Local Michael Jackson impersonator shares her classical dancing roots
Morgan M. Hurley | Downtown Editor
San Diego native Devra Gregory has been dancing professionally for most of her life, but for the last 15 years, she’s taken on the persona of Michael Jackson, completely morphing her looks, moves and style into his unique stage presence.
For a short run in December, local audiences will get the chance to travel through time with Gregory and learn how this classically-trained dancer transformed into a skilled performing artist, impersonating one of the most iconic male superstars of our generation.
“The Woman in the Mirror, A Dancer’s Journey,” set for Dec. 1 – 9 at the Lyceum Theatre Downtown, is a one-woman show that takes the audience on Gregory’s very personal and inspirational life journey.
As a child growing up in Chula Vista, Calif., Gregory (then Yufe) says she studied classical ballet from a very early age with the full support of her mother, although her father never took an interest in her dancing skills.
After graduating from Hilltop High School in 1976, her career of dance took her many places, but that path took its biggest turn when she was hired as a back-up dancer for a Vegas-style celebrity impersonator show in Aruba in the late 1990s. That three-year gig would prove to be a major catalyst in the trajectory of her life.
Soon after her arrival in Aruba, her prior choreography experience expanded her role to “dance captain” but she said she still wanted more. After noticing a drag queen performer in her group had a Jackson character, she saw an opportunity to create the King of Pop on stage herself, as an authentic woman in drag, although she’d never heard of the term “drag king” before.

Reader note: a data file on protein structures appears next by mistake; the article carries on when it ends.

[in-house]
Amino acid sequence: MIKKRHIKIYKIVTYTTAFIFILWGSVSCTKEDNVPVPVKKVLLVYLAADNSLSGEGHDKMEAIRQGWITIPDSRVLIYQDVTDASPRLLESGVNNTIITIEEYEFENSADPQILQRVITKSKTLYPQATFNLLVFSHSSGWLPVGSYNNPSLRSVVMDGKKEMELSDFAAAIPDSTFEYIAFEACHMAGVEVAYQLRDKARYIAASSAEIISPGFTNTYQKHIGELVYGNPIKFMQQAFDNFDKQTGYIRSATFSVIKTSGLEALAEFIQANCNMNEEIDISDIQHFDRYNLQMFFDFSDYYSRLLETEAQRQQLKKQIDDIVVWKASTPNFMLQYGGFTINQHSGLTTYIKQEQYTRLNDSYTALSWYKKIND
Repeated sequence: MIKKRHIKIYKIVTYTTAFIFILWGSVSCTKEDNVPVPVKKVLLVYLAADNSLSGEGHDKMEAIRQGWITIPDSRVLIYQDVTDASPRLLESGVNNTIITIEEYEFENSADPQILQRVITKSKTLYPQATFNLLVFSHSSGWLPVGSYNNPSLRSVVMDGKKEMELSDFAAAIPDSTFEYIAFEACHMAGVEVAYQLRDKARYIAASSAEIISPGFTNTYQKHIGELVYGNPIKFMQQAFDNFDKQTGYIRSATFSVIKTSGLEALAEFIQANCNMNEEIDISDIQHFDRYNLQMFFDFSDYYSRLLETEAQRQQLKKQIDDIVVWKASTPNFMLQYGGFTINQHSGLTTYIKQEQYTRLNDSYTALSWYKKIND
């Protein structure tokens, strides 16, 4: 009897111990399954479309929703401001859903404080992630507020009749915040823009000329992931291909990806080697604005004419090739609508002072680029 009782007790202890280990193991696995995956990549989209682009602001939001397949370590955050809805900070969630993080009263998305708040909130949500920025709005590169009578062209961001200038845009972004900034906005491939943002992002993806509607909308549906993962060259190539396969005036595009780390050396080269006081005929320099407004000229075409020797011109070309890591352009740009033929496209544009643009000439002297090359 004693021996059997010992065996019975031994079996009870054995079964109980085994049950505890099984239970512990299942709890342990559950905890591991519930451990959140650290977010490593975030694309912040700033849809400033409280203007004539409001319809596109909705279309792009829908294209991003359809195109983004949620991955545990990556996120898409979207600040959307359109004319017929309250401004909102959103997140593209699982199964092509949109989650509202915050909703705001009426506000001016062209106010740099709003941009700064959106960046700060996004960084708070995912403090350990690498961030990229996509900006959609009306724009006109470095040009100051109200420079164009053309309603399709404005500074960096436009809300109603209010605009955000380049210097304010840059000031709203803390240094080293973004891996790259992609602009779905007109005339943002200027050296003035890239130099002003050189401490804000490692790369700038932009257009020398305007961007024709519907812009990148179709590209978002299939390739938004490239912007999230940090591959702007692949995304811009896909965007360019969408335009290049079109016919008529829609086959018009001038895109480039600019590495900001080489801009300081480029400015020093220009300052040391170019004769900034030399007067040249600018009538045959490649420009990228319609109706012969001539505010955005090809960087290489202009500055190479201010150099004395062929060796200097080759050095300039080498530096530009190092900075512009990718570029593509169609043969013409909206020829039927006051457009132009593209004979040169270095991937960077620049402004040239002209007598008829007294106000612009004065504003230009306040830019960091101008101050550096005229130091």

“I started to look at my face and at Michael’s face and decided I could pull it off,” she said. Initially, her wishes were met with a great deal of resistance among her troupe, but encouragement and an audition from the producer eventually led to a stand-in gig as Jackson, and then it was back to the dance-line, but not before she was hooked.
Gregory admits she wasn’t really a Jackson fan until after she took an interest in the legendary performer professionally. “I was always an admirer but never followed his stuff that closely,” Gregory said. “It took a shift in attitude and perspective for me [as a back-up dancer] to have to step into a role of the celebrity, and it took some time to develop the character.”
When the Aruba contract ended, Gregory returned to San Diego and was immediately hired by Lips Restaurant, where she worked for several years perfecting her tribute and learning new songs. While the Lips gig was steady and supportive, Gregory said she soon began accepting other independent gigs in Los Angeles and elsewhere around San Diego, even performing at one point with the San Diego Kings Club at a Christine Kehoe fundraiser. Once she finally left Lips in 2007, she forged ahead on her own.
Despite Jackson’s vast repertoire of available music, over time Gregory decided to stick to perfecting the more popular ones, with Smooth Criminal as her favorite.
“I love the choreography and it has so many iconic Michael Jackson moves,” Gregory said of the popular song. “As a trained dancer I like to have set choreography rather than to improvise, which [in other songs] he does a lot of free-style.”